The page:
The answer is NO, you don’t have to buy a dedicated HD system and you don't have to buy it all at once. NAB 2005 showed that many manufacturers were addressing the same problem: Production facilities need products that will span the gap between SD and HD during the next few years. The technology of converting video between SD and HD has become very affordable due to the availability of faster CPUs. This allows existing SD footage to be converted to a 16:9 format and used within a HD program. Based on the premise that today's NLEs should be able to provide as seamless integration of SD and HD sources, Media 100 created the Media 100. In the works now for several years, is an unqualified success in allowing you to work in both SD and HD, even on the same timeline! It uses technology from the HD only Media 100 844x and the SD only Media 100i in an implementation that you can only respond to with "Ah Ha!".

    How much? The Media 100 website () will show you the features and flexibility such a system can offer, but what are the requirements for the rest of your facility? True, you can buy the Media 100 HD for as little as $7000 as an existing Media 100 user, but your total outlay for an HD system could run you upwards of $26,000 not including monitors, digital mixer or HD VTRs. So, best to start planning for it now. Meanwhile, you can get started (in order to offer that first customer HD support) for FREE! Sounds like late night TV...."And if you order NOW, we'll include....."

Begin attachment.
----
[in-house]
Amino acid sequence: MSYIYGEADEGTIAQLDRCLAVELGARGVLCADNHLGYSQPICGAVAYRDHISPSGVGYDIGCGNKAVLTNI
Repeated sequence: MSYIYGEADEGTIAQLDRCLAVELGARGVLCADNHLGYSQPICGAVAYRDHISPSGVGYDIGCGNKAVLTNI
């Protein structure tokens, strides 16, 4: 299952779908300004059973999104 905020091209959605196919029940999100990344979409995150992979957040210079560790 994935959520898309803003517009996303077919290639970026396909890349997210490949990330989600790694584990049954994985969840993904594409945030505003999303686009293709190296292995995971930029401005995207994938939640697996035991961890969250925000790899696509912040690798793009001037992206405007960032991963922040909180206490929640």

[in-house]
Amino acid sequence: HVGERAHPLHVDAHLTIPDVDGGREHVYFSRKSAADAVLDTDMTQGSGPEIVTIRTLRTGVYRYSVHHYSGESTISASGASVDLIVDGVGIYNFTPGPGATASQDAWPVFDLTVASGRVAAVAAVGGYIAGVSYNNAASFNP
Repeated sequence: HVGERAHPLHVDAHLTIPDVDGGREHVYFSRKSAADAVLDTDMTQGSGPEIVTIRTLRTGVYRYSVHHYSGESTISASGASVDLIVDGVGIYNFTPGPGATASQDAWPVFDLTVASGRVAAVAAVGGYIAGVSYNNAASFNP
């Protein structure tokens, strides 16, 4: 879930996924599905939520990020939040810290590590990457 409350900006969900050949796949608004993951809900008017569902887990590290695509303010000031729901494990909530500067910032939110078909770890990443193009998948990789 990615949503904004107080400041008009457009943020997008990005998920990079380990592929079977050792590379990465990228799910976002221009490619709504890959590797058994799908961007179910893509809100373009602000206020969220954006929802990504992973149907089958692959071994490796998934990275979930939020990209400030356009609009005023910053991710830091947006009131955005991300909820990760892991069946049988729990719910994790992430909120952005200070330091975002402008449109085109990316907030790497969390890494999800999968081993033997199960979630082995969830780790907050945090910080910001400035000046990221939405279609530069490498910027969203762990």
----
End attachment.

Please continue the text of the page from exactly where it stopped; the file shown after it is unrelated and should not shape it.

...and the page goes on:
Free HD? Assuming that you already have at least a fast G4 or G5 running OSX, you can download the software portion of the Media 100 HD for free from Media 100. () While it is only a beta version that expires in 90 days, it is full featured and will even run on your laptop. Paired up with your existing Media 100i, you will be able to open up your current projects in Media 100 HD as a HD project, apply multiple video layers and Boris Graffiti titles. Then output the project in SD as a QuickTime file or as HD media that you can take to someone who already has a Media 100 HD system to be dumped onto HD tape.

    Granted, to get the real time direct digitizing input and outputs you will need the hardware to go with the software, but one thing at a time. Sure, you'll have to spend some money to get this thing off the ground, but we'd like to suggest a few places to spend your money (on your way to buying the Media 100 HD) that can maximize the quality of your SD video as you move into HD. Even if you will be doing only SD projects for some time yet, take a minute to look at what determines the quality of your video that you hand to your client.